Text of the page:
Nuremberg used a wide variety of its own data sets, provided by different city offices, to develop three scenarios for reducing pollution. The first, called “Intelligent E-Mobile,” is focused on reducing NO2 by 2020 and includes putting into place an environmental zone around the city, implementing a toll, and introducing more electric vehicles, including buses, taxis, and cars. If Nuremberg takes all the steps it has as mapped out, it could reduce NO2 emissions in 2020 by 45 percent, according to calculations made with the CyPT-Air tool.

The second scenario is called “Car-Free Fun” and is focused on tolls and taxation to give people an incentive to use other types of transport than cars, in order to reduce fine dust and carbon emissions by 2025. The third scenario, “Livable City 2025,” would create an overall intramodal transport concept to encourage behavioral change, for instance through faster turnaround times and lower prices for public transport. 

About CyPT-Air

CyPT-Air was piloted for the first time this year, but actually has a long history. Its roots are in the GCI, the Green City Index, which Siemens used to compare indicators in different cities, such as sustainable development, carbon reduction, or waste management. The GCI evolved into the CyPT, which forecasts indicators, mostly carbon related, until 2050 and serves as a planning tool for dozens of cities around the world including Shenzhen, Minneapolis, and Helsinki. With CyPT, Siemens models specific areas of a city, such as buildings and energy systems, and looks at the impact of applying technologies and infrastructures, including wind power, solar PV, or building automation.

Cities can find out which indicators will change by how much and when, based on particular actions or inaction.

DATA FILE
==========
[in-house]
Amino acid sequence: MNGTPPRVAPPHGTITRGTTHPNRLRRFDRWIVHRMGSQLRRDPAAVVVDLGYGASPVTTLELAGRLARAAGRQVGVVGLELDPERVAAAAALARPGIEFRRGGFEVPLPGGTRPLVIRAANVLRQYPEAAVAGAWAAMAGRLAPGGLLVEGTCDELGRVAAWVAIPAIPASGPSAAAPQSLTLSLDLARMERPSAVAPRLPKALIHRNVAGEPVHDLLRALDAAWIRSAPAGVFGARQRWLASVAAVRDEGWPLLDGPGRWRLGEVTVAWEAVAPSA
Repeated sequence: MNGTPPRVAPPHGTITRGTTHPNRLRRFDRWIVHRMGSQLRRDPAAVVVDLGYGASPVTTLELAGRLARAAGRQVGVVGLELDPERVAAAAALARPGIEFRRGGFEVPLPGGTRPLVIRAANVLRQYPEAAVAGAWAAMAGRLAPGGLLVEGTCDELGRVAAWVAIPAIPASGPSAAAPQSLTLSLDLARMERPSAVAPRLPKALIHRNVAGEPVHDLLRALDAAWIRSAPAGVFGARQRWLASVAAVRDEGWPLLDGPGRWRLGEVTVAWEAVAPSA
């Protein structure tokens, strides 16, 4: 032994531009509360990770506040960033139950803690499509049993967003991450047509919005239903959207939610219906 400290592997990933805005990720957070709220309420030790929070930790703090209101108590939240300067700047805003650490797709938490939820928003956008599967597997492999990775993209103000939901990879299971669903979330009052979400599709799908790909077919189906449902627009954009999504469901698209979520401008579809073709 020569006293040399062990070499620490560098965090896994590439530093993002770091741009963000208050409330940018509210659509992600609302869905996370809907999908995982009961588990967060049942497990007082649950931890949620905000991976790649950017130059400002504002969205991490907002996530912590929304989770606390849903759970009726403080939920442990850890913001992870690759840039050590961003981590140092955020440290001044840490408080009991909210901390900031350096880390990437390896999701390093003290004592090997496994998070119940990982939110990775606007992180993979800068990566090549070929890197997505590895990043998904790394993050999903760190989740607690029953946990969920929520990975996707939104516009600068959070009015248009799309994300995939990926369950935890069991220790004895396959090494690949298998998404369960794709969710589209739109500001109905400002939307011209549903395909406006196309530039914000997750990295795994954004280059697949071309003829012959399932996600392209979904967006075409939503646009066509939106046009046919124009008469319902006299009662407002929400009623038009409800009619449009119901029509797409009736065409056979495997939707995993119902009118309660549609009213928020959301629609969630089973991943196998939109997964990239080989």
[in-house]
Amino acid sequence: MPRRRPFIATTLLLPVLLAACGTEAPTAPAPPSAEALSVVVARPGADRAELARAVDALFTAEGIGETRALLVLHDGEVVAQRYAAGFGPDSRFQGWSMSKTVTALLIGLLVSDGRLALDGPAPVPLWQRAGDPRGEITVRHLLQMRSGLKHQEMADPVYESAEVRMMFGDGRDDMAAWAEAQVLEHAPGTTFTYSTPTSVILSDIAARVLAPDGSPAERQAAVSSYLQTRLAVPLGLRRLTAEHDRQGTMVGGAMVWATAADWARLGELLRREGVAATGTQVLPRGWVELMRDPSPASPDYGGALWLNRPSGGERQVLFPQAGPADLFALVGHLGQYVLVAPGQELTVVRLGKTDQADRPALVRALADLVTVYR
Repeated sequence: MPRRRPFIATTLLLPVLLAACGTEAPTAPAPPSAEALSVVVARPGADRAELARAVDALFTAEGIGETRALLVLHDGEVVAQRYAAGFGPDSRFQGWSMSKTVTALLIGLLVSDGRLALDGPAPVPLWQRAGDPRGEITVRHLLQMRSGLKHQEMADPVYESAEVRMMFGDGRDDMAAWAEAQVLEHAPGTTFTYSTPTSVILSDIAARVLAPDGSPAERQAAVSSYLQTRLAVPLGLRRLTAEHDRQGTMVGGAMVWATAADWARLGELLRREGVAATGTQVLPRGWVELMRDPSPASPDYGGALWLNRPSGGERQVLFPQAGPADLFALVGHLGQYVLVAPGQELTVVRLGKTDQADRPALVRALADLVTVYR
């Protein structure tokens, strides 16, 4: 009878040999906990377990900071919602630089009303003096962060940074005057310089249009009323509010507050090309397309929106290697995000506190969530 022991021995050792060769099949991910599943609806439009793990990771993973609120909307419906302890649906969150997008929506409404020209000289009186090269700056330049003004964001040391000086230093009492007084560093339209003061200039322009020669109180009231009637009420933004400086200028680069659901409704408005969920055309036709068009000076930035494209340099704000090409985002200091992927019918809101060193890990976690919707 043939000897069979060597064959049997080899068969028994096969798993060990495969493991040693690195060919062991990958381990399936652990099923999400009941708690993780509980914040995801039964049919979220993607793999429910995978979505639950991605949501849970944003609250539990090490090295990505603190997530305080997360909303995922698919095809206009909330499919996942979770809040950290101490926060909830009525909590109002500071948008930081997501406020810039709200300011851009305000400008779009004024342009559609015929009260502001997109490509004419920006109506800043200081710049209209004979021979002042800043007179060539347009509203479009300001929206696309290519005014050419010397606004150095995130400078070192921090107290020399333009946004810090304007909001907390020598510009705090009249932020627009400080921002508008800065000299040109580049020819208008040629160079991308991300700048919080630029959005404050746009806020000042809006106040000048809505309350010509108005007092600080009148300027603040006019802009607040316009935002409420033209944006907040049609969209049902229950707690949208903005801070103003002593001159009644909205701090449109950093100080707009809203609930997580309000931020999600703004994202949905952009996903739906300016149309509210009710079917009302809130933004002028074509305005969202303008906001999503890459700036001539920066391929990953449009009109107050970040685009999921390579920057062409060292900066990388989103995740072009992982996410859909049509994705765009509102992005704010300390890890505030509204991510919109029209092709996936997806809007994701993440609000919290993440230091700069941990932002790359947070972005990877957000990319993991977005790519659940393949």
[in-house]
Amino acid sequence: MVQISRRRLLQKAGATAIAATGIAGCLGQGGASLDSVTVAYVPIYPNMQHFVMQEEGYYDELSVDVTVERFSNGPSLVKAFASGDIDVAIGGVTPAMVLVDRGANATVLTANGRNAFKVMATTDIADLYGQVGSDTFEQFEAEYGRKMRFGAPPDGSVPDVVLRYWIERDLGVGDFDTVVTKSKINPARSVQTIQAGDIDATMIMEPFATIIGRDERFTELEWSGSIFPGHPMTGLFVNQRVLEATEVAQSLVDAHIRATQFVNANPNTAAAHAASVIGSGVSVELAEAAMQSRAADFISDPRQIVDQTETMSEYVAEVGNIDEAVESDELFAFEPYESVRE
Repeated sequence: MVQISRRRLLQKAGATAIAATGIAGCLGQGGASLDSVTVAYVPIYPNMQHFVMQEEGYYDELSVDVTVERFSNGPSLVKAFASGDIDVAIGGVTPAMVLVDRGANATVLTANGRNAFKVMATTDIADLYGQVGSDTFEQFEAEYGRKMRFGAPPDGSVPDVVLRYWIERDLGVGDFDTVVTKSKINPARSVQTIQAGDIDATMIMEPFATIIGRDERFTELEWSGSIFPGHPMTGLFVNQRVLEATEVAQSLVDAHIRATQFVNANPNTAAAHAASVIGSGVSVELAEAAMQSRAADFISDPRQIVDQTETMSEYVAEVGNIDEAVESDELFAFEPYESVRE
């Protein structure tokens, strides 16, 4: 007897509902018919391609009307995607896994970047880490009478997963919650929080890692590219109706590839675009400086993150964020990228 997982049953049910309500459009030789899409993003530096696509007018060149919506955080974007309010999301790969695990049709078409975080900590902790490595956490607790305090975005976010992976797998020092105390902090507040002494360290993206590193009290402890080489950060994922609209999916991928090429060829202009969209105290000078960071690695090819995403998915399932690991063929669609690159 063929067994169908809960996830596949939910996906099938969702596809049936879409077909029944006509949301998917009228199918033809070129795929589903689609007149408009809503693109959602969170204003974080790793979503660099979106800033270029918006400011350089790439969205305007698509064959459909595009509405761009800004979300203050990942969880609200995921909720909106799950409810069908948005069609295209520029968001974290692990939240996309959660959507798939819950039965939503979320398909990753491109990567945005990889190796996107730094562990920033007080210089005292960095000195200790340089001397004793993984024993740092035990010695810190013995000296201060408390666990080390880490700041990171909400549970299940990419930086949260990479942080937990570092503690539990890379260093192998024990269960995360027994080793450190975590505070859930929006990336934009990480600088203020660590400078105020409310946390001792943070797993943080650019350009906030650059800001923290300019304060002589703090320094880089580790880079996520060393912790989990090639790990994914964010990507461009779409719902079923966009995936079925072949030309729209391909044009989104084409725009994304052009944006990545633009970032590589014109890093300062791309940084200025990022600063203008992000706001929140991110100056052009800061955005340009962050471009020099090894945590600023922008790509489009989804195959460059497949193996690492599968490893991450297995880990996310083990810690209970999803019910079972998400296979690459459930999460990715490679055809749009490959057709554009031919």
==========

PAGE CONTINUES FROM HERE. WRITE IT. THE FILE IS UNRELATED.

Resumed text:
Florian Ansgar Jaeger, Engineer, Siemens Corporate Technology

Now, with the CyPT-Air tool piloted in Nuremberg, Siemens does the same for clean-air targets. Florian Ansgar Jaeger, who led the CyPT-Air pilot in Nuremberg for Siemens, explains: “Our calculations are very detailed and precise and give cities a solid basis for understanding the costs and benefits of their choices. Cities can find out which indicators will change by how much and when, based on particular actions or inaction. This is something that most cities don’t know in detail.”

Jürgen Zöbl, who works closely with the city of Nuremberg as a representative of the Mobility Division at Siemens, says: “Many cities have plans and ideas about measures. They also have lots of studies for individual measures, but they often aren’t able to visualize how it all fits together.” Looking forward, Siemens is working to feed live data collected automatically into the CyPT-Air tool so that cities can make quick decisions about short-term measures to reduce pollution. 


“It’s important to move from a point-in-time analysis to continuous monitoring,” says Pluschke. “Especially considering the lawsuits [over air quality] that you have probably read about in the newspaper, we will need to show the impact of the measures we’re planning. The CyPT tool will help us do that and lend us credibility.”


Author: Rhea Wessel, freelance writer in Frankfurt, Germany.

Picture credits: Siemens AG